Emily has a lovely singing voice and her lead vocals are very good. She also has an ear for well thought-out harmonies to back them too – particularly on ‘Skip This Track’ and ‘Butterfly’; but these are evident on all of her songs. She also plays all guitars. And I must say that her rhythm guitar work is another of her great strengths – most noticable on ‘Journeyman’.  Lead guitar, where it is played, is simpler but effective enough to enhance the songs – especially on ‘Age’, I thought.  She is ably assisted by her band, which consists of: EWAN MacCAULEY on keys; CHRIS JONES on bass; and LUKE DOLMAN on drums. Additional musicians BIPIN JANI on Bansuri; and OLLI WHITE on percussion; were draughted in as necessary too.  

The CD comes in a simple card slip-case with basic info on credites etc; and a very nice (and relevant) guitars, butterflies, and other natural motifs design by Hannah Scully. 

Emily is apparenty currently recording a second collection of songs entitled ‘Keep Us Sane’ (another song that I heard at the Exeter Oxjam). I am, at time of writing, unsure whether this is another EP or a full album; but if the Where Do I Go?  EP is anything to go by, then the future is looking very rosy indeed for this very talented young singer / song-writer. I hope to get down to Devon again soon; and hopefully catch Emily at one of her gigs. Good luck to her with the new project anyway.


Here is a link to Random Fish Records website:

Here is a video of the title track ‘Where Do I Go?’ :

36. BLUESHAKER “Handle With Care” (Blues Company, 2014)

After he had read my review of MARIËLLA TIROTTO’s Live album recently (See my blog entry #34), I was contacted by ARNE GOOSSENS of Dutch Blues-Rock outfit BLUESHAKER, who wondered if I’d like to review the band’s debut album Handle With Care (released last December); sending me a Spotify link so I could listen to their sounds. After briefly putting an ear to it, I certainly wanted to; so he then sent me a CD copy.

The band currently consists of:  Goossens himself (Vocals); plus, PJ JOCHEMS (Guitars); PETER DOPPEN (Drums); and MARK VAN RIEL (Bass/backing vocals) – competent musos, all.  Additional horns have been brought in as required too.  Along with the CD, I was sent a factsheet detailing the biography of the band.  Apparently they had existed as ‘a more traditional Blues-Rock band’ until early 2011, when they split, with only Goossens remaining. But once the current members were recruited, it was clear that ‘something special’ was happening.   They immediately began to experiment with genres outside the norms expected from such a group. It seems they have a desire to merge Blues and Rock with  Funk, Jazz, Fusion – or whatever!  Considering that fact then, the name ‘Blueshaker’ is entirely appropriate – as shaking up the Blues is exactly what this band are about!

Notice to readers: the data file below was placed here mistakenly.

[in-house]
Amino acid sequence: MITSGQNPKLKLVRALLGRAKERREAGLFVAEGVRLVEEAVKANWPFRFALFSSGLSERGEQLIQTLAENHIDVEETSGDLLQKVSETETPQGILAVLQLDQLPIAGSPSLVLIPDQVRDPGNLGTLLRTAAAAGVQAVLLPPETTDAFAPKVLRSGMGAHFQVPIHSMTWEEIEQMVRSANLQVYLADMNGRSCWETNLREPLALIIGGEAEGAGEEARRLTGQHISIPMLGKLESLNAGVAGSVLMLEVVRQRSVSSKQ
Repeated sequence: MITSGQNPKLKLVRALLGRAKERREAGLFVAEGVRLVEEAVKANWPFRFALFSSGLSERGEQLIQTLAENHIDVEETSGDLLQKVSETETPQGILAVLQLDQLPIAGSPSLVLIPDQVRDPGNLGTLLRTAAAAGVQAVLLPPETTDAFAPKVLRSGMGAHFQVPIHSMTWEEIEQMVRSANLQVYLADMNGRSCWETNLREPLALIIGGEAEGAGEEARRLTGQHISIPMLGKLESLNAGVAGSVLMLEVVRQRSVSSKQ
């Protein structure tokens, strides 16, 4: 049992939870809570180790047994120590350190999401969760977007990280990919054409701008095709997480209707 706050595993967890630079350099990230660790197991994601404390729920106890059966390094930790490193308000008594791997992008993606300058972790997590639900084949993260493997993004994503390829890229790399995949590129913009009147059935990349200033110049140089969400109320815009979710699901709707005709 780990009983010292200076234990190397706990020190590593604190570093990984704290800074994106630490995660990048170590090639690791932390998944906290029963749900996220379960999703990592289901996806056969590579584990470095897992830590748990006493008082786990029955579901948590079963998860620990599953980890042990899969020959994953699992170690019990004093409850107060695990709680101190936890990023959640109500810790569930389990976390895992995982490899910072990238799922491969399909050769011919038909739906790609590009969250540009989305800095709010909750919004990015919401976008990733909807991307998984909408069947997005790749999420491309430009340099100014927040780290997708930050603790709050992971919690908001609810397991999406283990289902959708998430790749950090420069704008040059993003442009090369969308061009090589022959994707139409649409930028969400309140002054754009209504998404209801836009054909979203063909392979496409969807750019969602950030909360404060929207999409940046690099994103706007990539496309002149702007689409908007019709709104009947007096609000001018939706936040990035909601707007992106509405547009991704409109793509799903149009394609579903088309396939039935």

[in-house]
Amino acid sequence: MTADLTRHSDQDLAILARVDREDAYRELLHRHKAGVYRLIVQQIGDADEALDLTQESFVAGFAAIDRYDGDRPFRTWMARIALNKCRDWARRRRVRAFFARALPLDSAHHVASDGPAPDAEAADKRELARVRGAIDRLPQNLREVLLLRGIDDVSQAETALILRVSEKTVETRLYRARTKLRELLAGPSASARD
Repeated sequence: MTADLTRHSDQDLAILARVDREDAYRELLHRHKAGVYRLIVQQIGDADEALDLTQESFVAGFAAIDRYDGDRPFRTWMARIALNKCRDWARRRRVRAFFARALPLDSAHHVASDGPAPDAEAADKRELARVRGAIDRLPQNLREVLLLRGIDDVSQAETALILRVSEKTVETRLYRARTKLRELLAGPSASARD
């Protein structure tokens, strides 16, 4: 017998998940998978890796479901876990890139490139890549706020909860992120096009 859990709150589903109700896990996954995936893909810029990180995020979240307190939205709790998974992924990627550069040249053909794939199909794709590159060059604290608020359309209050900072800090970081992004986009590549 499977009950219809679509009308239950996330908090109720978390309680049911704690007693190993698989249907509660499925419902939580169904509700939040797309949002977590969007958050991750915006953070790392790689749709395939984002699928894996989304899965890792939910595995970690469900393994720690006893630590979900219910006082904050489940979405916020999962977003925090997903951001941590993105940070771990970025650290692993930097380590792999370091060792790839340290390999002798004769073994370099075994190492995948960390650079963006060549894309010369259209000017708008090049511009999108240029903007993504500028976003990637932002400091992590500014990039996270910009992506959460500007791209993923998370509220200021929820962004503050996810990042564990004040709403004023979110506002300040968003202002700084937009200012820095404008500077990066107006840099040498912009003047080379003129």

The album is a nine-track opus of original material; mostly penned by the band collectively, or by individual members co-writing with others.  Now, I like music that both reminds me of earlier sounds, yet offers me something new and refreshing too. I love Blues, but I’ll admit it can be formulaic and predictable at times. I love Rock too; but, as we all know,  it can become clichéd and tired. So I like this band’s progressive attitude of pushing the boundaries of accepted Blues-Rock norms.  And that is what characterises this album – and, of course, this was the band’s intention from the outset.

'Handle With Care' - this band are shakin' up the Blues! (Photo: PTMQ)

‘Handle With Care’ – this band are shakin’ up the Blues! (Photo: PTMQ)

Right from the kick-off – with the instrumental ‘Tailchasin’ – I’m reminded, in some measure, of Led Zep; SRV;  Jimmy V; Jerry Donahue; and even The Rock-A-Teens. (I don’t think I’ve ever said that before!)  But there is an interesting originality, even within this first tune, with its series of ever changing time-signaures. It is a good opener, and immediately demonstrates the unpredictable ethos of the album – and of the band generally.  Its unusual to have an instrumental as an opener too – but then why not?

‘Need A Break’ introduces us to Goossens’ vocals for the first time. His voice, and even his vocal style, remind me a little of Scorpions’ Klaus Meine (and Golden Earing’s Barry Hay to some extent);  yet still he demostrates fine originality and vocal strength – ideally suited to the great variety of styles and vibes contained within the album as a whole.  Its  a good rocker of a song too; with an interesting quieter section mid-way. Lyrically its an observation of modern day living.